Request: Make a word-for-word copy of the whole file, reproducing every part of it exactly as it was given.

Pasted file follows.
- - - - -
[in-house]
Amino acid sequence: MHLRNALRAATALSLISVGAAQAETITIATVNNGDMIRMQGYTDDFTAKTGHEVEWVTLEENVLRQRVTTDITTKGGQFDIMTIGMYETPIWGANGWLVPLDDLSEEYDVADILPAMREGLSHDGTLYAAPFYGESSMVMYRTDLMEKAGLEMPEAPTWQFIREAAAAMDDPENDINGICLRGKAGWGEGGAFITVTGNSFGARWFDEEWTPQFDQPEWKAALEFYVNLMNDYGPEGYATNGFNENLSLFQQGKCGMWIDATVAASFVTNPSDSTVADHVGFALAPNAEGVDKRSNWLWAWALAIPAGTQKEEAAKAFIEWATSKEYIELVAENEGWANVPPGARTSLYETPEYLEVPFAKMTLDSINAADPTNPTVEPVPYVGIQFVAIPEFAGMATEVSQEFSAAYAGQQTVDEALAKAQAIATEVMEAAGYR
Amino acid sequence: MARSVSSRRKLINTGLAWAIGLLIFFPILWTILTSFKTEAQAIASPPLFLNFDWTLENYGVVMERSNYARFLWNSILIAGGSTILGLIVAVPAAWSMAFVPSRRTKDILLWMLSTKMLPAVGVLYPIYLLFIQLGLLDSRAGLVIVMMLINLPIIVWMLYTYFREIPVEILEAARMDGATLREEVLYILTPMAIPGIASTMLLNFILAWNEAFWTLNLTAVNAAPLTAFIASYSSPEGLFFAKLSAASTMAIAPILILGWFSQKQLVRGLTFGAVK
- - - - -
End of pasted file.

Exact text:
[in-house]
Amino acid sequence: MHLRNALRAATALSLISVGAAQAETITIATVNNGDMIRMQGYTDDFTAKTGHEVEWVTLEENVLRQRVTTDITTKGGQFDIMTIGMYETPIWGANGWLVPLDDLSEEYDVADILPAMREGLSHDGTLYAAPFYGESSMVMYRTDLMEKAGLEMPEAPTWQFIREAAAAMDDPENDINGICLRGKAGWGEGGAFITVTGNSFGARWFDEEWTPQFDQPEWKAALEFYVNLMNDYGPEGYATNGFNENLSLFQQGKCGMWIDATVAASFVTNPSDSTVADHVGFALAPNAEGVDKRSNWLWAWALAIPAGTQKEEAAKAFIEWATSKEYIELVAENEGWANVPPGARTSLYETPEYLEVPFAKMTLDSINAADPTNPTVEPVPYVGIQFVAIPEFAGMATEVSQEFSAAYAGQQTVDEALAKAQAIATEVMEAAGYR
Amino acid sequence: MARSVSSRRKLINTGLAWAIGLLIFFPILWTILTSFKTEAQAIASPPLFLNFDWTLENYGVVMERSNYARFLWNSILIAGGSTILGLIVAVPAAWSMAFVPSRRTKDILLWMLSTKMLPAVGVLYPIYLLFIQLGLLDSRAGLVIVMMLINLPIIVWMLYTYFREIPVEILEAARMDGATLREEVLYILTPMAIPGIASTMLLNFILAWNEAFWTLNLTAVNAAPLTAFIASYSSPEGLFFAKLSAASTMAIAPILILGWFSQKQLVRGLTFGAVK